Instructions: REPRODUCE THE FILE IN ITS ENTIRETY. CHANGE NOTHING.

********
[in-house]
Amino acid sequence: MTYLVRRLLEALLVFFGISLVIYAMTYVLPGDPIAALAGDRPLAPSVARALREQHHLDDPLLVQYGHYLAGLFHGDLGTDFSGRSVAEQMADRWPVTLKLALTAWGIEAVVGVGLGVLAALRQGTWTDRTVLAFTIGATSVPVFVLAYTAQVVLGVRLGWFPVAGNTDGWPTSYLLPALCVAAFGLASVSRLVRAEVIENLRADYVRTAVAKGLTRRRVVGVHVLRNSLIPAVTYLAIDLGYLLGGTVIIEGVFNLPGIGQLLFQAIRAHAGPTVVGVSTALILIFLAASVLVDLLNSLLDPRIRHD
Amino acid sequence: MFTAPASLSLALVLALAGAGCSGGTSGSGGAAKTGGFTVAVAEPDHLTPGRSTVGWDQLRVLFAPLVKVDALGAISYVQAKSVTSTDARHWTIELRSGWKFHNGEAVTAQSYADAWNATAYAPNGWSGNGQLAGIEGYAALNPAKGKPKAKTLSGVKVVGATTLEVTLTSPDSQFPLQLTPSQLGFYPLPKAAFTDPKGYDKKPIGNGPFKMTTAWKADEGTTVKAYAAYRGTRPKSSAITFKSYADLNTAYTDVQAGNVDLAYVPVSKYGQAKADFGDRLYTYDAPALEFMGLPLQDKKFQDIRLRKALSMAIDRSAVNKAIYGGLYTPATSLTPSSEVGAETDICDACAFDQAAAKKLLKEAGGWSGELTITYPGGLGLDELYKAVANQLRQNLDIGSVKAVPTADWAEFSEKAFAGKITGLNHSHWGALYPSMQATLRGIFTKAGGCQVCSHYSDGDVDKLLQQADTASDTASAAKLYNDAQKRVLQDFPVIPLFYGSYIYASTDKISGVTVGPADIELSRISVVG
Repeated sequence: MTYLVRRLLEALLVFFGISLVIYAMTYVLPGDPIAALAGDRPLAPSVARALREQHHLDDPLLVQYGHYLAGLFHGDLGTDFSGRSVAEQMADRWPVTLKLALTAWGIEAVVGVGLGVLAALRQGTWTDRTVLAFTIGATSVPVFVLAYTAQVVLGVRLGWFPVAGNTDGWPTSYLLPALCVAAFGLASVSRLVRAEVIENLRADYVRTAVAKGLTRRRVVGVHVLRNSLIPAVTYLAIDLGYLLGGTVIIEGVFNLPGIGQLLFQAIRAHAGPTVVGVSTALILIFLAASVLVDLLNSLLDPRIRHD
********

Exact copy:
[in-house]
Amino acid sequence: MTYLVRRLLEALLVFFGISLVIYAMTYVLPGDPIAALAGDRPLAPSVARALREQHHLDDPLLVQYGHYLAGLFHGDLGTDFSGRSVAEQMADRWPVTLKLALTAWGIEAVVGVGLGVLAALRQGTWTDRTVLAFTIGATSVPVFVLAYTAQVVLGVRLGWFPVAGNTDGWPTSYLLPALCVAAFGLASVSRLVRAEVIENLRADYVRTAVAKGLTRRRVVGVHVLRNSLIPAVTYLAIDLGYLLGGTVIIEGVFNLPGIGQLLFQAIRAHAGPTVVGVSTALILIFLAASVLVDLLNSLLDPRIRHD
Amino acid sequence: MFTAPASLSLALVLALAGAGCSGGTSGSGGAAKTGGFTVAVAEPDHLTPGRSTVGWDQLRVLFAPLVKVDALGAISYVQAKSVTSTDARHWTIELRSGWKFHNGEAVTAQSYADAWNATAYAPNGWSGNGQLAGIEGYAALNPAKGKPKAKTLSGVKVVGATTLEVTLTSPDSQFPLQLTPSQLGFYPLPKAAFTDPKGYDKKPIGNGPFKMTTAWKADEGTTVKAYAAYRGTRPKSSAITFKSYADLNTAYTDVQAGNVDLAYVPVSKYGQAKADFGDRLYTYDAPALEFMGLPLQDKKFQDIRLRKALSMAIDRSAVNKAIYGGLYTPATSLTPSSEVGAETDICDACAFDQAAAKKLLKEAGGWSGELTITYPGGLGLDELYKAVANQLRQNLDIGSVKAVPTADWAEFSEKAFAGKITGLNHSHWGALYPSMQATLRGIFTKAGGCQVCSHYSDGDVDKLLQQADTASDTASAAKLYNDAQKRVLQDFPVIPLFYGSYIYASTDKISGVTVGPADIELSRISVVG
Repeated sequence: MTYLVRRLLEALLVFFGISLVIYAMTYVLPGDPIAALAGDRPLAPSVARALREQHHLDDPLLVQYGHYLAGLFHGDLGTDFSGRSVAEQMADRWPVTLKLALTAWGIEAVVGVGLGVLAALRQGTWTDRTVLAFTIGATSVPVFVLAYTAQVVLGVRLGWFPVAGNTDGWPTSYLLPALCVAAFGLASVSRLVRAEVIENLRADYVRTAVAKGLTRRRVVGVHVLRNSLIPAVTYLAIDLGYLLGGTVIIEGVFNLPGIGQLLFQAIRAHAGPTVVGVSTALILIFLAASVLVDLLNSLLDPRIRHD